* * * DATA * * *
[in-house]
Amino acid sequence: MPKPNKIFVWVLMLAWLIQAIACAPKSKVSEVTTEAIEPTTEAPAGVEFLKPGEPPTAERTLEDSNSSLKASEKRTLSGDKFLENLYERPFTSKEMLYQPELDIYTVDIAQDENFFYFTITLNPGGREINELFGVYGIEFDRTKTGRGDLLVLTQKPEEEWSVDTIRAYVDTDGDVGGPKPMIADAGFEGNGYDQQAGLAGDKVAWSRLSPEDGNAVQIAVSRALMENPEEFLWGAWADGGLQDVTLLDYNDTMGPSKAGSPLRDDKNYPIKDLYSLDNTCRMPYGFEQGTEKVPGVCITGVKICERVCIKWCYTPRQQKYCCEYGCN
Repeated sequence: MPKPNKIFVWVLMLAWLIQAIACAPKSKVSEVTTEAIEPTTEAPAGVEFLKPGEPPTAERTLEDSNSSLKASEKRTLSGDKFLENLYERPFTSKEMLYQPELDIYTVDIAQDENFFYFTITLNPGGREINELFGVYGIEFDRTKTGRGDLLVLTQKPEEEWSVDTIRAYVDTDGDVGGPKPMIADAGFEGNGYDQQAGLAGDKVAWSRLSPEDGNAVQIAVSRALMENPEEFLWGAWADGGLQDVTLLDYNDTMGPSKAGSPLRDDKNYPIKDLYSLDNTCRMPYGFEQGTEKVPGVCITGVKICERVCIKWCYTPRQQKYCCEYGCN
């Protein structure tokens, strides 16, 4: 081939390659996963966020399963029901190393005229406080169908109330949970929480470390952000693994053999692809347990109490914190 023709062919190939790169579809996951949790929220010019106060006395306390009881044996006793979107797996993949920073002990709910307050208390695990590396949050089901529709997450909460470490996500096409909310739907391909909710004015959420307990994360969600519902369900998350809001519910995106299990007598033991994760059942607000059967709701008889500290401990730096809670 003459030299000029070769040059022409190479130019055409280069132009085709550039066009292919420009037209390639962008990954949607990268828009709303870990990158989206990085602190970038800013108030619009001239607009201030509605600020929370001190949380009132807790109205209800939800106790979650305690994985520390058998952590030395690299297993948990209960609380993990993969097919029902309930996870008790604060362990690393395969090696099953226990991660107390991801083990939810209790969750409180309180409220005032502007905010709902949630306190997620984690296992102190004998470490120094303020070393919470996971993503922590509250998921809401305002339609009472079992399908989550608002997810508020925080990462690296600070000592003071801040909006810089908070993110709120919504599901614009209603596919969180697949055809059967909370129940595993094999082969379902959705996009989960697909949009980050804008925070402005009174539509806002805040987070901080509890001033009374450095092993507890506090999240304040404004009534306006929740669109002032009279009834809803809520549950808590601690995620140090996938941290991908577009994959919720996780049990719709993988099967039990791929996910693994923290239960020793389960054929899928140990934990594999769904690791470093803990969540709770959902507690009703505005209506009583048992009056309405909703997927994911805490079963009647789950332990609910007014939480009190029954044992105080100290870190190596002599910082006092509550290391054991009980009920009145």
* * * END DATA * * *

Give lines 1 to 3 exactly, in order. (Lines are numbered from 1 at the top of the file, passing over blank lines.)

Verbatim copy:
[in-house]
Amino acid sequence: MPKPNKIFVWVLMLAWLIQAIACAPKSKVSEVTTEAIEPTTEAPAGVEFLKPGEPPTAERTLEDSNSSLKASEKRTLSGDKFLENLYERPFTSKEMLYQPELDIYTVDIAQDENFFYFTITLNPGGREINELFGVYGIEFDRTKTGRGDLLVLTQKPEEEWSVDTIRAYVDTDGDVGGPKPMIADAGFEGNGYDQQAGLAGDKVAWSRLSPEDGNAVQIAVSRALMENPEEFLWGAWADGGLQDVTLLDYNDTMGPSKAGSPLRDDKNYPIKDLYSLDNTCRMPYGFEQGTEKVPGVCITGVKICERVCIKWCYTPRQQKYCCEYGCN
Repeated sequence: MPKPNKIFVWVLMLAWLIQAIACAPKSKVSEVTTEAIEPTTEAPAGVEFLKPGEPPTAERTLEDSNSSLKASEKRTLSGDKFLENLYERPFTSKEMLYQPELDIYTVDIAQDENFFYFTITLNPGGREINELFGVYGIEFDRTKTGRGDLLVLTQKPEEEWSVDTIRAYVDTDGDVGGPKPMIADAGFEGNGYDQQAGLAGDKVAWSRLSPEDGNAVQIAVSRALMENPEEFLWGAWADGGLQDVTLLDYNDTMGPSKAGSPLRDDKNYPIKDLYSLDNTCRMPYGFEQGTEKVPGVCITGVKICERVCIKWCYTPRQQKYCCEYGCN